Tomhannock Reservoir and Vicinity - 11/11/2021

Larry & Penny Alden

I did my annual Veteran’s Day Tomhannock Reservoir circumnavigation doing the customary counter-clockwise route with two traditional departures from the reservoir for the sole purpose of padding our list.  I was accompanied by Jackie Bogardus, as I have been for 7 of the past 10 years.  We found 50* species, with nothing new to my composite list.  Unlike last year, it was a very nice day, with temperatures in the 40s and 50s with sunny skies, changing to partly cloudy. There was little wind, which left the reservoir almost glass-like at times. We were forced to divert from our traditional route on the west side of the reservoir by bridge work on Ford Hill Road.  The detour sent us onto Cushman Road, where we picked up our only Wild Turkeys of the day.  Just dumb luck, I guess.


We ran into the Thursday morning bird group a couple times, and accuse them of chasing away all the “good” stuff.  Actually, they helpfully noted that there were scoters at the north end of the reservoir, so we were on the lookout when we got there. 


Numbers of waterfowl seemed low on the reservoir, and we missed Ruddy Duck for the first time ever, but we made up for it by picking up Ring-necked Ducks, Greater Scaup, and Northern Shovelers on the large farm pond on Northern Turnpike (aka Tomhannock-Johnsonville Road, aka CR 113) out of the hamlet of Tomhannock (one of our extra-reservoirial excursions).


We missed the Eastern Screech-Owl we’ve gotten the past two years on Nortonville Road (our other extra-reservoirial excursion). The small roost tree we’ve had it in had broken off and, if the bird was still around, it probably found a new roosting spot.


Unlike last year, we had success finding blackbirds, kinglets, and wrens, but missed Am. Tree Sparrow for the second year straight. A Fox Sparrow somewhat made up for that miss.


I have species records for 24 of the last 25 years (trip totals for all of them) and I know I’ve done this count for at least five years before that.  The cumulative list of species remains at 107.  If we go by my cumulative list, our best birds were: Northern Shoveler (3rd time), Greater Scaup (4th), Black Scoter (3rd), Yellow-bellied Sapsucker (6th), and the always-elusive Wild Turkey (6th).  We recorded at least 6 Pileated Woodpeckers, including 3 harassing/being harassed by a pair of Cooper’s Hawks. It was also intriguing to watch the single Ring-billed Gull harassing an unfortunate Hooded Merganser in a case of attempted kleptoparasitism.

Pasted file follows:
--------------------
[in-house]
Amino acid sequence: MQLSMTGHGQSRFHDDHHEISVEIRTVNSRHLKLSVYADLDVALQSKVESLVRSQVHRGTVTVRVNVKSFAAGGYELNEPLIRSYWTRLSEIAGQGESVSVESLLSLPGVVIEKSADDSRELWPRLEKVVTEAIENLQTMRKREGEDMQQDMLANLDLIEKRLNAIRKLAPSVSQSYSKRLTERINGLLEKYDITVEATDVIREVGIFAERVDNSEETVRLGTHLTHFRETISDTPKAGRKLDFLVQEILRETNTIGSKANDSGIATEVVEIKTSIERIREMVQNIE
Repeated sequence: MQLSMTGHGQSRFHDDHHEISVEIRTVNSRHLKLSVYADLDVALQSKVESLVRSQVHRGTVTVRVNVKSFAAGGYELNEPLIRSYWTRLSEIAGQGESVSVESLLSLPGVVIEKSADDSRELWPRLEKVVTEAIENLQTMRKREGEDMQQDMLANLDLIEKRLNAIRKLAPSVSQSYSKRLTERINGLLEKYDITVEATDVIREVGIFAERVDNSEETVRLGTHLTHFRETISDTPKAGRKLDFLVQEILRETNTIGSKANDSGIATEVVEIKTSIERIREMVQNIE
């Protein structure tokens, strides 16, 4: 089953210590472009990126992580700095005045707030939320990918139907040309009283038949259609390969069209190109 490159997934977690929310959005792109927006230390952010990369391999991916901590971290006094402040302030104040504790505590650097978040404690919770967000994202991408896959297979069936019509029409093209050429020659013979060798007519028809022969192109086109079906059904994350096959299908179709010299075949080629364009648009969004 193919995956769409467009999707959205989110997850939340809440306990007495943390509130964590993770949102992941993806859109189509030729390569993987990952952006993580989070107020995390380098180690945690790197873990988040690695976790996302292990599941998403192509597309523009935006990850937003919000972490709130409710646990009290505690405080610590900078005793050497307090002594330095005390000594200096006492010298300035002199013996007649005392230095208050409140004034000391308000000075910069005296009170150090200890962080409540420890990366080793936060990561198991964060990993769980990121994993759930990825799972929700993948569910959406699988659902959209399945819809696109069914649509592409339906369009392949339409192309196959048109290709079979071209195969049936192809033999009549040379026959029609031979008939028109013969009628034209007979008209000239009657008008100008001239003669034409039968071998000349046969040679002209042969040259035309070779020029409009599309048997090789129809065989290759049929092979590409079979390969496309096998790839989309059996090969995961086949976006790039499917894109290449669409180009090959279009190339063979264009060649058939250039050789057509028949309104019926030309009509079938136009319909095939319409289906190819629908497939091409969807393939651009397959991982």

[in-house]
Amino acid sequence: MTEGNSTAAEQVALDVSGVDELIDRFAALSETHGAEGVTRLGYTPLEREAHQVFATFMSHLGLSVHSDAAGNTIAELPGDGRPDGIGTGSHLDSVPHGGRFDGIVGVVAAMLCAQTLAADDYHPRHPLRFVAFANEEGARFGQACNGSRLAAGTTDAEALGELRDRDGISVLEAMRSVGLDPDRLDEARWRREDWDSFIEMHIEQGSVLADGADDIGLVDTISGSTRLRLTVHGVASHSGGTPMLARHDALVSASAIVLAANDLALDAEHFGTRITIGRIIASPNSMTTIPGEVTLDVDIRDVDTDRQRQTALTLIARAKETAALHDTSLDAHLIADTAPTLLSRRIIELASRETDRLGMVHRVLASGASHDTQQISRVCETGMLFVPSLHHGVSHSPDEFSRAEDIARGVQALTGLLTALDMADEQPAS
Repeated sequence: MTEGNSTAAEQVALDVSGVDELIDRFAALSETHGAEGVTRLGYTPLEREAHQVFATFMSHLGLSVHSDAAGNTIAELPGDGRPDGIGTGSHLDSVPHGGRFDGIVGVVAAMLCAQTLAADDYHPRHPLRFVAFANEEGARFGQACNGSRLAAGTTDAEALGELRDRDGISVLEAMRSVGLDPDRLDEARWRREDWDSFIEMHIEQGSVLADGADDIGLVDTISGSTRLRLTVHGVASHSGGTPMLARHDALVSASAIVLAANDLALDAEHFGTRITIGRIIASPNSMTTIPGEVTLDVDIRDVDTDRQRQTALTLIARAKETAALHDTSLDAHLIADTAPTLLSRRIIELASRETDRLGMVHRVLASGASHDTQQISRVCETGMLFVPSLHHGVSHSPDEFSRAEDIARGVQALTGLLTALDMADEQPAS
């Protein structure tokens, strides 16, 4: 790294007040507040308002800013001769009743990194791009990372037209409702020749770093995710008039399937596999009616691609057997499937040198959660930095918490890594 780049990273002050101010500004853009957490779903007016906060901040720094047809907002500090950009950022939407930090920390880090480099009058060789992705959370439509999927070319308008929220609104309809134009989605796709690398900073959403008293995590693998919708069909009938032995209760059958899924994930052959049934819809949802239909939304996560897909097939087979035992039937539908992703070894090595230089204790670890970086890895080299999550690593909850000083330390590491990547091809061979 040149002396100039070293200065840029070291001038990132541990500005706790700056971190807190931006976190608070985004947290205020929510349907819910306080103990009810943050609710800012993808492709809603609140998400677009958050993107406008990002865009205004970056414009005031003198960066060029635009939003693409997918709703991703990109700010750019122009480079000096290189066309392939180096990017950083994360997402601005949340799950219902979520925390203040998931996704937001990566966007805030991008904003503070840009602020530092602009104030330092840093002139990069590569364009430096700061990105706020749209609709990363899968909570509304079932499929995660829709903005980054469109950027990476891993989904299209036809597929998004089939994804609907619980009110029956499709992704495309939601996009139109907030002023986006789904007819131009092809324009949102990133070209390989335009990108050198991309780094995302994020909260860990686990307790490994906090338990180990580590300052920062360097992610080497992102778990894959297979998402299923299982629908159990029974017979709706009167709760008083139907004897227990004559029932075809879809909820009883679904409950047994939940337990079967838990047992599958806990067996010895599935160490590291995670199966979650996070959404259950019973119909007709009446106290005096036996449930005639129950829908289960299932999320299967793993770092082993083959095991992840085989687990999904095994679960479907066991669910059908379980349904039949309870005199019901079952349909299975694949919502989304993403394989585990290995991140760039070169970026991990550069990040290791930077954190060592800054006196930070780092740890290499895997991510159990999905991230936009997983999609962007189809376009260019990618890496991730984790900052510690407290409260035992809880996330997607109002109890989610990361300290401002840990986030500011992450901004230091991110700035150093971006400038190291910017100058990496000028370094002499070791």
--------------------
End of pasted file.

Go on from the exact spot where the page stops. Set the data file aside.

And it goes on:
Here’s today’s list of 50* species:


Canada Goose

American Black Duck


Northern Shoveler

American Green-winged Teal

Ring-necked Duck

Greater Scaup

Black Scoter


Common Goldeneye

Hooded Merganser

Common Merganser

Wild Turkey

Common Loon

Double-crested Cormorant

Great Blue Heron

Bald Eagle

Cooper's Hawk

Red-tailed Hawk

Ring-billed Gull

Rock Pigeon

Mourning Dove

Belted Kingfisher

Red-bellied Woodpecker

Yellow-bellied Sapsucker

Downy Woodpecker

Northern Flicker

Pileated Woodpecker

Blue Jay

American Crow

Black-capped Chickadee

Tufted Titmouse

White-breasted Nuthatch

Carolina Wren

Golden-crowned Kinglet

Eastern Bluebird

American Robin

Northern Mockingbird

European Starling

Cedar Waxwing

Fox Sparrow

Song Sparrow

White-throated Sparrow

Dark-eyed Junco (Slate-colored)

Northern Cardinal

Red-winged Blackbird

Brown-headed Cowbird

House Finch

American Goldfinch

House Sparrow


Totals for the past 20 year’s 11/11 counts are as follows:

2020 - 46

2019 - 49

2018 - 50

2017 - 51

2016 - 43

2015 - 49

2014 - 44

2013 - 51

2012 - 51

2011 - 50

2010 - 51

2009 - 57

2008 - 57

2007 - 47

2006 - 51

2005 - 57

2004 - 58

2003 - 48

2002 - 52

2001 - 48


Thanks to Jackie for being good company and a good set of eyes and ears.


Larry Alden



* We had two Ring-necked Pheasants, but somebody wouldn’t let us count them since they were obviously released birds that are unlikely to survive for very long.  I see her point, but….

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